Russia's Yukos Oil Arrest

This is Steve Ember with IN THE NEWS from VOA Special English.

Many investors are concerned about the possible effects on the Russian economy from the arrest of the top official of Yukos Oil. That is Russia's largest oil company. Mikhail Khodorkovsky was jailed last month on charges of failing to pay taxes and other economic crimes. This week, he resigned as chief executive. Mr. Khodorkovsky denies any wrongdoing. His lawyers say the charges are political.

Yukos Oil has lost market value. The Russian government has threatened to take away the rights of the company to develop important oil fields. Yukos could also lose its rights to operate some of the Siberian oilfields it depends on.

Yukos Oil became a private company after the end of the Soviet Union twelve years ago. It has grown into the fourth largest energy supplier in the world.

Russia's economic growth in recent years has been largely based on oil sales. Russia has the world's largest oil reserves. It is the second biggest oil exporter after Saudi Arabia. Foreign companies have invested a lot of money in Russian oil projects.

Critics say the government organized the arrest of Mr. Khodorkovsky to punish him for his political activities. He has criticized the government of President Vladimir Putin. He has given money to opposition parties. And he has had wide influence in the Russian parliament.

President Putin had made an agreement with Russia's business leaders. These leaders became rich under former President Boris Yelstin. They bought state-owned businesses at low prices in the early nineteen-nineties. Many of these agreements, however, were considered illegal.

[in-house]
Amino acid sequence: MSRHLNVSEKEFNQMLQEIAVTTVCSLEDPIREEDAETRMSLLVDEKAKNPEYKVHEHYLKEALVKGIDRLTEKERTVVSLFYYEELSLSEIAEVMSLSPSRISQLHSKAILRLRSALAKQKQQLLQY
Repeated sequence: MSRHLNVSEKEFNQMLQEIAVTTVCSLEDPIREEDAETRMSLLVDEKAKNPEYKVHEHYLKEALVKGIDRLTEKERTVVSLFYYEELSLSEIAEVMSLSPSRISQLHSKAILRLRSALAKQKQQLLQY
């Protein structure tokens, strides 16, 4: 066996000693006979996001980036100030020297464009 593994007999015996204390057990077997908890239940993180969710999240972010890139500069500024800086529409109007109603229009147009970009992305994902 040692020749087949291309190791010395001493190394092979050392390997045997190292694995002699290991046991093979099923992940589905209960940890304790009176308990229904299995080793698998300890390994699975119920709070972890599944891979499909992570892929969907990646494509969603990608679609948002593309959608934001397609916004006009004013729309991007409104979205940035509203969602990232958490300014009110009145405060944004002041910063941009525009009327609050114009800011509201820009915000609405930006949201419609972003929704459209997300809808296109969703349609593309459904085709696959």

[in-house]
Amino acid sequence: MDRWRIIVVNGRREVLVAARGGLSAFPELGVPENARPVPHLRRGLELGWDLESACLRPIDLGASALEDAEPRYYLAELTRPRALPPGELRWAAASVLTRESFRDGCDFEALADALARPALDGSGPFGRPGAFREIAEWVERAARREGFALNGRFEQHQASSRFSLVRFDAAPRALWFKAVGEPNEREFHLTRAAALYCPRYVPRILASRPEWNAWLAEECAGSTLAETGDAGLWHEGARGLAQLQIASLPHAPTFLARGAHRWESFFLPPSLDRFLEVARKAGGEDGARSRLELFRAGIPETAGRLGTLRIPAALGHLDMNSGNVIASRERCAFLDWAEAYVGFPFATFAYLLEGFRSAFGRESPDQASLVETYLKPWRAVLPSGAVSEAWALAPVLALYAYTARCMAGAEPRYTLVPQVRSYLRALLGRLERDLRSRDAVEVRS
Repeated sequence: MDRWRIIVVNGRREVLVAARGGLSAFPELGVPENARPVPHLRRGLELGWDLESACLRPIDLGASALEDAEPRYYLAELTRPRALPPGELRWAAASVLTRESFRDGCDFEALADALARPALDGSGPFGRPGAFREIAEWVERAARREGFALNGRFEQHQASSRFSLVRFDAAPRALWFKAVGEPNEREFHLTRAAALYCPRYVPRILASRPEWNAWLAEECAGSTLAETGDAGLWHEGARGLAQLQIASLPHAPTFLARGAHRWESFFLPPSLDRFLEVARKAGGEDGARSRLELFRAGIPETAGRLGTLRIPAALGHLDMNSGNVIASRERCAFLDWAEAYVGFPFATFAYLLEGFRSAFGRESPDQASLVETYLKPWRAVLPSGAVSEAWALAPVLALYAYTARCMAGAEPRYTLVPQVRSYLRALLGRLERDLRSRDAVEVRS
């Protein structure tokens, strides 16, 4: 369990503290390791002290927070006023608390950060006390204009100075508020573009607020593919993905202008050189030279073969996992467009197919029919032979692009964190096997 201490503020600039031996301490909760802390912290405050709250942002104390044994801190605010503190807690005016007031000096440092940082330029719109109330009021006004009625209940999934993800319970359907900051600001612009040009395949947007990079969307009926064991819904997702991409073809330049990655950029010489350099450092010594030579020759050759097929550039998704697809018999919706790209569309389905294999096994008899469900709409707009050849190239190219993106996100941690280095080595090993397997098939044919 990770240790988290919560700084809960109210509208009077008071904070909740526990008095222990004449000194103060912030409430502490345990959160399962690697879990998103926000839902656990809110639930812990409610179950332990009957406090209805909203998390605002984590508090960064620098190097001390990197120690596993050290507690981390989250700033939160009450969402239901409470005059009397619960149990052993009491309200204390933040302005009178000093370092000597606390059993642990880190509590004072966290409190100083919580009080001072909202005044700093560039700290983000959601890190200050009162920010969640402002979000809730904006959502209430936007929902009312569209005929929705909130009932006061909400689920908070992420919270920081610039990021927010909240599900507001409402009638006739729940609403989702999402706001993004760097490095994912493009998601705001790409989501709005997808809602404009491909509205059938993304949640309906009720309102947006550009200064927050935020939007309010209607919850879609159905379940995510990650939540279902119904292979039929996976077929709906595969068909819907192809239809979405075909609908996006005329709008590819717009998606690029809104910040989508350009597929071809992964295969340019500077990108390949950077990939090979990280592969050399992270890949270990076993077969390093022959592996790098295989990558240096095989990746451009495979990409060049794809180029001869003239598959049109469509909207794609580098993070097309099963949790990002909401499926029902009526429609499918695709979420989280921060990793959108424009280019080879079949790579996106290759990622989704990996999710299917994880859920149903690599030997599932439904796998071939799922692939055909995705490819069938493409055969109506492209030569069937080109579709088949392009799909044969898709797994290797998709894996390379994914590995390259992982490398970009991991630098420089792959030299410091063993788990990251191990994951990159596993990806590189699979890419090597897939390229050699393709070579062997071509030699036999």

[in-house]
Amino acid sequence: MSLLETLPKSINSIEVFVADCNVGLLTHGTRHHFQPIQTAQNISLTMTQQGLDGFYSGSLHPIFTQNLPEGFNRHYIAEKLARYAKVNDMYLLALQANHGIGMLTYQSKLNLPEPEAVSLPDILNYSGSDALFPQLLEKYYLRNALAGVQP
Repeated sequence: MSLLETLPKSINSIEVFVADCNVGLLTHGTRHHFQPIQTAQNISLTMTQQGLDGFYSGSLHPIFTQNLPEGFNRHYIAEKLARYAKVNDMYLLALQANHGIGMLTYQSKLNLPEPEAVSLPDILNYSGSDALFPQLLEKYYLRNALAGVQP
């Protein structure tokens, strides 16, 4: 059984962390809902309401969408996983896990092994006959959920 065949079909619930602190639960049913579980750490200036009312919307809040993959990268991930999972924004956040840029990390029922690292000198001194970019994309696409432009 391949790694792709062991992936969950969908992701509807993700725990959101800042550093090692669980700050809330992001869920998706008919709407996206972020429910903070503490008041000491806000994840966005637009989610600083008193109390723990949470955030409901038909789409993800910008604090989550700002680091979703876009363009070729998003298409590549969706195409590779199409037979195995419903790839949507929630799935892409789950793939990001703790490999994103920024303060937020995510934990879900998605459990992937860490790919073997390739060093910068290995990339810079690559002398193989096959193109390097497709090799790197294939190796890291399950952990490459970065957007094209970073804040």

At a meeting in early two-thousand, Mr. Putin told the business leaders to stay out of politics or risk losing their companies. Two of them used their television stations to attack the president. They were later forced into exile.

Mr. Putin has been widely criticized in the West for appearing to unfairly target a political opponent. His closest aide resigned in protest over the arrest of Mr. Khodorkovsky. Prime Minister Mikhail Kasyanov also has publicly opposed the president.

Russian businessmen say they fear that the investigation of Yukos Oil will spread. One aide to Mr. Khodorkovsky requested Israeli citizenship. Two others fled to London.

Mr. Putin says his government supports business and a market economy. On Thursday, the president said the arrest would not lead to any changes in economic or political policy. He said high-level officials in the Interior Ministry were arrested too. He said the actions are guided by the desire to establish law and order and fight economic crime in Russia.

Yukos Oil has named a Russian-born American to take Mr. Khodorkovsky's place.

IN THE NEWS, from VOA Special English, was written by Cynthia Kirk. This is Steve Ember.

Voice of America Special English

Source: IN THE NEWS - November 8, 2003: Russia's Yukos Oil Arrest
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